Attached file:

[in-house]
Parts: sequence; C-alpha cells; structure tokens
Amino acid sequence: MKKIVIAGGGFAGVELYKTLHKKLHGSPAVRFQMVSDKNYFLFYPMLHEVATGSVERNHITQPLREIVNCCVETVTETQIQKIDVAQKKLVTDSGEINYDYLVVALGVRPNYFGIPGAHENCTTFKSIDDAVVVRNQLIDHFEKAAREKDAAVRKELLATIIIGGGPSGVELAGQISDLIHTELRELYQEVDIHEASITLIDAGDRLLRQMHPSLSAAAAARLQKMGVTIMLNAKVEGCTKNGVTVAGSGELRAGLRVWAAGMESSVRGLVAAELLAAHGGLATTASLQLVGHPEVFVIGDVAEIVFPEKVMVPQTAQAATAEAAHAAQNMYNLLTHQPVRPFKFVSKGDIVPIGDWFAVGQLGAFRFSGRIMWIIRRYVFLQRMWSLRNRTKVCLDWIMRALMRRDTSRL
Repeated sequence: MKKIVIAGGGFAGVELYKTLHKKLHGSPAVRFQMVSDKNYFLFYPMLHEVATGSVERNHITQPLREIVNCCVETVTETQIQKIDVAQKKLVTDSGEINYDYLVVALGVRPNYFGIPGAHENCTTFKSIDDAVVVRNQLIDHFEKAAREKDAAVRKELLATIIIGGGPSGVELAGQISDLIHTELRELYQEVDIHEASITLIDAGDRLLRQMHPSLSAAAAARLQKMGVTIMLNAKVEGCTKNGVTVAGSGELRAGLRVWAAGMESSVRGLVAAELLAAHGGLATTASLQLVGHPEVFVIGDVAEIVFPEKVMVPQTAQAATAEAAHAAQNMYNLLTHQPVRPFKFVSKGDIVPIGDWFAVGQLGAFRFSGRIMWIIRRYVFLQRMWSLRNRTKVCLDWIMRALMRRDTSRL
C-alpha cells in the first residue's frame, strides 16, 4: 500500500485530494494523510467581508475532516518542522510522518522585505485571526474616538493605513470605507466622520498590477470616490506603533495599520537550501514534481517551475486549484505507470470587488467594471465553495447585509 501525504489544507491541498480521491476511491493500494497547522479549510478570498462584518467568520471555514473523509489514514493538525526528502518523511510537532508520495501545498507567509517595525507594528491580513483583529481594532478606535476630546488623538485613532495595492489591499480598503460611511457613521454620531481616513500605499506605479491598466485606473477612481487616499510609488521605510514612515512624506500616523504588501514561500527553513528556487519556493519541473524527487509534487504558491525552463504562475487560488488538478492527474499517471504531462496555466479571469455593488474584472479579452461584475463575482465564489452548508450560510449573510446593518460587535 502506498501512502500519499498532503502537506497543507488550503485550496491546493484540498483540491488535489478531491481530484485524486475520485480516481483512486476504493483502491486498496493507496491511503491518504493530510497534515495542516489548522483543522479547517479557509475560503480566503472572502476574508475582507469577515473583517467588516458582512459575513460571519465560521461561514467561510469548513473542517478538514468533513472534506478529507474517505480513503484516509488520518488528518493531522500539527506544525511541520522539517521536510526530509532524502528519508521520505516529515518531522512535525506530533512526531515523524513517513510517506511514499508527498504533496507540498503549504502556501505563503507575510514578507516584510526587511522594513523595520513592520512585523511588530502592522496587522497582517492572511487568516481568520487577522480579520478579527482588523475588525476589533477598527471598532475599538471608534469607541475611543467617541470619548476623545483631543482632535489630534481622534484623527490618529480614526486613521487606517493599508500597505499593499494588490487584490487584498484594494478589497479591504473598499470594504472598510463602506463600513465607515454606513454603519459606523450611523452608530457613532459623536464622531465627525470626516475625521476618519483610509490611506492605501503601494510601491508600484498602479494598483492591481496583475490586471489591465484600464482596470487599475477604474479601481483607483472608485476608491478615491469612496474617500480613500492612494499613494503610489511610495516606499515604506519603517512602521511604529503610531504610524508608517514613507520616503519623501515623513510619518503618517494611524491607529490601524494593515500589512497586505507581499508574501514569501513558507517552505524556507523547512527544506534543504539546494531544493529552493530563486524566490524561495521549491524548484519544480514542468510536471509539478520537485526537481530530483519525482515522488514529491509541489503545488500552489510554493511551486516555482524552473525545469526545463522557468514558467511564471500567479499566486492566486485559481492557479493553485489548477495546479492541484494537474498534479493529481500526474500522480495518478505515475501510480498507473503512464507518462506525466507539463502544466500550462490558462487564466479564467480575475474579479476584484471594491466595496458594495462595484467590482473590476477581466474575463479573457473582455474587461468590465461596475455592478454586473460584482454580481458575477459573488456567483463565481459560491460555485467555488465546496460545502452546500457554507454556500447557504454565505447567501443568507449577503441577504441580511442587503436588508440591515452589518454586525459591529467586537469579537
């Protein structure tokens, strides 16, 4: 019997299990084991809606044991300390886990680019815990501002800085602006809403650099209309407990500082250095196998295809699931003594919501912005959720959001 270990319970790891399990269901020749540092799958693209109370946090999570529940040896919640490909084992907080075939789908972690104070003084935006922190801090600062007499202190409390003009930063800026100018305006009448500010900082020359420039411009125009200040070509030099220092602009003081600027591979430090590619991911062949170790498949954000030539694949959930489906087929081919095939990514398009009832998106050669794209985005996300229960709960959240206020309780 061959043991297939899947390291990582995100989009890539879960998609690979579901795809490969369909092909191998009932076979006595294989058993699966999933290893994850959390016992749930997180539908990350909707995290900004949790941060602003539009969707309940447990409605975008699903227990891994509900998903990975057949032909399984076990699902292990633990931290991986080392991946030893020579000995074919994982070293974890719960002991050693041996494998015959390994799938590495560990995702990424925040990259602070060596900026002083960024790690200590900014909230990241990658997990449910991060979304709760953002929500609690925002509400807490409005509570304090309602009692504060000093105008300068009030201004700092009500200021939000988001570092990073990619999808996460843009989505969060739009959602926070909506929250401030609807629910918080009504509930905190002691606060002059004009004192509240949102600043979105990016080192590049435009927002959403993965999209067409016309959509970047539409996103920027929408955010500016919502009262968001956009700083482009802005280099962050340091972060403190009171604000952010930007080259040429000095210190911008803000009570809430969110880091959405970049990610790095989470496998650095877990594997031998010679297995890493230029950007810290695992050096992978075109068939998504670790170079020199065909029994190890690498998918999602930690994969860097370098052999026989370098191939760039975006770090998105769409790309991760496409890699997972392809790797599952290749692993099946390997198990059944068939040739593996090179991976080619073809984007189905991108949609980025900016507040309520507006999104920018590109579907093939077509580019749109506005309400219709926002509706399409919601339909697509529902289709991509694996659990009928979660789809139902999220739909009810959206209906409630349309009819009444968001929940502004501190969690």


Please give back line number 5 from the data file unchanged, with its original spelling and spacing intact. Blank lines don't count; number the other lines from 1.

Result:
C-alpha cells in the first residue's frame, strides 16, 4: 500500500485530494494523510467581508475532516518542522510522518522585505485571526474616538493605513470605507466622520498590477470616490506603533495599520537550501514534481517551475486549484505507470470587488467594471465553495447585509 501525504489544507491541498480521491476511491493500494497547522479549510478570498462584518467568520471555514473523509489514514493538525526528502518523511510537532508520495501545498507567509517595525507594528491580513483583529481594532478606535476630546488623538485613532495595492489591499480598503460611511457613521454620531481616513500605499506605479491598466485606473477612481487616499510609488521605510514612515512624506500616523504588501514561500527553513528556487519556493519541473524527487509534487504558491525552463504562475487560488488538478492527474499517471504531462496555466479571469455593488474584472479579452461584475463575482465564489452548508450560510449573510446593518460587535 502506498501512502500519499498532503502537506497543507488550503485550496491546493484540498483540491488535489478531491481530484485524486475520485480516481483512486476504493483502491486498496493507496491511503491518504493530510497534515495542516489548522483543522479547517479557509475560503480566503472572502476574508475582507469577515473583517467588516458582512459575513460571519465560521461561514467561510469548513473542517478538514468533513472534506478529507474517505480513503484516509488520518488528518493531522500539527506544525511541520522539517521536510526530509532524502528519508521520505516529515518531522512535525506530533512526531515523524513517513510517506511514499508527498504533496507540498503549504502556501505563503507575510514578507516584510526587511522594513523595520513592520512585523511588530502592522496587522497582517492572511487568516481568520487577522480579520478579527482588523475588525476589533477598527471598532475599538471608534469607541475611543467617541470619548476623545483631543482632535489630534481622534484623527490618529480614526486613521487606517493599508500597505499593499494588490487584490487584498484594494478589497479591504473598499470594504472598510463602506463600513465607515454606513454603519459606523450611523452608530457613532459623536464622531465627525470626516475625521476618519483610509490611506492605501503601494510601491508600484498602479494598483492591481496583475490586471489591465484600464482596470487599475477604474479601481483607483472608485476608491478615491469612496474617500480613500492612494499613494503610489511610495516606499515604506519603517512602521511604529503610531504610524508608517514613507520616503519623501515623513510619518503618517494611524491607529490601524494593515500589512497586505507581499508574501514569501513558507517552505524556507523547512527544506534543504539546494531544493529552493530563486524566490524561495521549491524548484519544480514542468510536471509539478520537485526537481530530483519525482515522488514529491509541489503545488500552489510554493511551486516555482524552473525545469526545463522557468514558467511564471500567479499566486492566486485559481492557479493553485489548477495546479492541484494537474498534479493529481500526474500522480495518478505515475501510480498507473503512464507518462506525466507539463502544466500550462490558462487564466479564467480575475474579479476584484471594491466595496458594495462595484467590482473590476477581466474575463479573457473582455474587461468590465461596475455592478454586473460584482454580481458575477459573488456567483463565481459560491460555485467555488465546496460545502452546500457554507454556500447557504454565505447567501443568507449577503441577504441580511442587503436588508440591515452589518454586525459591529467586537469579537